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Country Profile - Bangladesh - Economy

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US$ 50,929 million (Bangladesh Bank 2003)

GDP per head:

US$ 381

GDP Growth:

5.3% for 2003 (forecast for 2005 is 5%)

Consumer Price Inflation:

6.1% (2004)

Principal Exports:

Garments and knitwear, frozen seafood, jute goods and leather. Exports are dominated by garments and knitwear, currently 73% of export earnings.

Major trading partners:

Main destinations of exports in 2003 were: US (23%), Germany (13.6%), UK (9.7%), France (5.9%). Main origins of imports in 2003 were: India (15.4 %), China 11.3%), Singapore (10.8%), Japan (5.9 %), Hong Kong (4.5%).

Aid & development:

Bangladesh has made significant development progress since 1971, including becoming self-sufficient in food production, significantly reducing its population growth and improving in several social indicators including education. Donors consider there has been generally good macroeconomic management since this government came to power. The publication of an IPRSP (Interim Poverty Reduction Strategy Paper) in March 2003 led to the re-opening of discussions with the International Financial Institutions. In June 2003, the IMF approved a Poverty Reduction & Growth Facility (PRGF) package worth $490 million while the World Bank Development Support Credit (DSC) of $300 million, plus up to $250 million of World Bank projects. The World Bank approved a further DSC of $200 million in July 2004. Bi-lateral donors support a wide range of sectors. Work includes a six year primary education programme with Government supported by six bi-laterals, the EU, the ADB, World Bank, and UNICEF, and a joint Dutch/UK funded financial management reform programme.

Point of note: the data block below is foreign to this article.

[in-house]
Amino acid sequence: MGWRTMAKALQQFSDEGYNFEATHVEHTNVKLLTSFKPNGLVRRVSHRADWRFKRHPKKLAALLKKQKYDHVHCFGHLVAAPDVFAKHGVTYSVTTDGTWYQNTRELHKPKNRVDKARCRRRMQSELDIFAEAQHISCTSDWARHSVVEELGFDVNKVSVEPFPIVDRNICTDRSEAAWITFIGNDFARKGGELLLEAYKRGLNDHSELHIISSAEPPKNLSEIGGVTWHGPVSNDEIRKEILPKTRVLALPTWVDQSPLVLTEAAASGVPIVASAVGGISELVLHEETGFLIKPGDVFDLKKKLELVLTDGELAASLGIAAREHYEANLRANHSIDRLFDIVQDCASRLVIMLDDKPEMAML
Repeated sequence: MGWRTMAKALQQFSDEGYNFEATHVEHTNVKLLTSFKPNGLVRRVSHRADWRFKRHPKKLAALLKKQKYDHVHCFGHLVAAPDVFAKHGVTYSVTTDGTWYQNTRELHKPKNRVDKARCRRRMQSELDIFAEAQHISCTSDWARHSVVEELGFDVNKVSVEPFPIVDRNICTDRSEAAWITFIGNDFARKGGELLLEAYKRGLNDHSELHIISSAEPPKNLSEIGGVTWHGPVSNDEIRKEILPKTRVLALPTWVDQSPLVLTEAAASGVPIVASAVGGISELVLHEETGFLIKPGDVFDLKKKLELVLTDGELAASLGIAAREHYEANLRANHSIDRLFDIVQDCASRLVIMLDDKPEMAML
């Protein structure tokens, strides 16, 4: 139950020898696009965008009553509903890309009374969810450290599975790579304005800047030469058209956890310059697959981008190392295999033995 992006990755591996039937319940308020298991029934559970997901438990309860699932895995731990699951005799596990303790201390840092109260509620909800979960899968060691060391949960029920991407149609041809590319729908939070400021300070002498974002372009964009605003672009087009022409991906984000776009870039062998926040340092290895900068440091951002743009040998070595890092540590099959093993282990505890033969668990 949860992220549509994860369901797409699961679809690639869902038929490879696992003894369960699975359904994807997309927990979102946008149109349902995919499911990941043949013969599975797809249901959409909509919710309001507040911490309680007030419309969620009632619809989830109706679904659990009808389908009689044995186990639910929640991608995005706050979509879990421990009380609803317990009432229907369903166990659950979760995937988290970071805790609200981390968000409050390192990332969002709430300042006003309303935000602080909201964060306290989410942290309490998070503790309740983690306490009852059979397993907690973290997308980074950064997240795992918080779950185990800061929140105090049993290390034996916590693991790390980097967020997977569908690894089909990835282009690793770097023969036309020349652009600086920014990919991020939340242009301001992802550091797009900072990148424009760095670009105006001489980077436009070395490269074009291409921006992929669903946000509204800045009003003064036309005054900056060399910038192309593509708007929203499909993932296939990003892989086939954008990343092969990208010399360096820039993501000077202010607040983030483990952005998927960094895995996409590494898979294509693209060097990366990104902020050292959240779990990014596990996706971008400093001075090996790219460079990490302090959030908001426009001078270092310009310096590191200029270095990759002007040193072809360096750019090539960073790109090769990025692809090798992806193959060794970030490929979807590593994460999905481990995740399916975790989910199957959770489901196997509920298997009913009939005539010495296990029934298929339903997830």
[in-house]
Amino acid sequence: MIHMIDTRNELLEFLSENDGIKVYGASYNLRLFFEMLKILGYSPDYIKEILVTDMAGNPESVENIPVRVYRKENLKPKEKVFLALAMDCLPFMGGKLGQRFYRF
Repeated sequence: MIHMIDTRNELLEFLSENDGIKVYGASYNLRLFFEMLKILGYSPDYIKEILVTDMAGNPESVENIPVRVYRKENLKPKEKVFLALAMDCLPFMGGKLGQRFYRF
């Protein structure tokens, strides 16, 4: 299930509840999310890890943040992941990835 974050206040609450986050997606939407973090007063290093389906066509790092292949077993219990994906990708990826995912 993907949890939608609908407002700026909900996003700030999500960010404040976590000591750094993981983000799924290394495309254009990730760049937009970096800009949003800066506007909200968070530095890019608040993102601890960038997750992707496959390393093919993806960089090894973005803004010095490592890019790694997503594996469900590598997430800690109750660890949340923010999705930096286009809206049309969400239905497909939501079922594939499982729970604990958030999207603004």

Exchange rate:

The Bangladesh Central Bank announced a move from an exchange rate pegged to the US dollar to a managed floating exchange rate on May 31 2003 (a pre condition for an IMF Poverty Reduction Growth Facility (PRGF) loan). Since the float, the taka has remained stable.

Given the current situation in the region, those planning to visit Bangladesh should consult the Foreign & Commonwealth Office Travel Advice before confirming travel arrangements.

A Least Developed Country (LDC), Bangladesh emerged as a Sovereign State in 1971 after a fierce War of Independence with Pakistan.

Bangladesh is a parliamentary democracy, with its Government headed by the Prime Minister- with the President the constitutional Head of State. The country is surrounded on three sides by India and has a short land border with Burma on its eastern side. Its strategic location, at the mouth of the Bay of Bengal, is ideal for trade with South and South East Asia.

The economy is in transition. Industries like ready-made garments- responsible for nearly 80% of the country's export revenues- seafood, ceramics and pharmaceuticals and even software development have sprung up in the last decade. Almost 80% of employment remains in agriculture, however, where the flat and fertile land is among the most productive in the world.

Bangladesh has proven gas and coal resources, although there is a shortfall in power supply against peak demand.

The economy's biggest asset is its plentiful supply of very cheap labour. The UK is historically the largest investor in Bangladesh, with around 50 companies operating in the market. The British High Commission is aware of a further 100 or so companies who sell into the market through agents. SOURCE UKTI

Bangladesh's Relations with the UK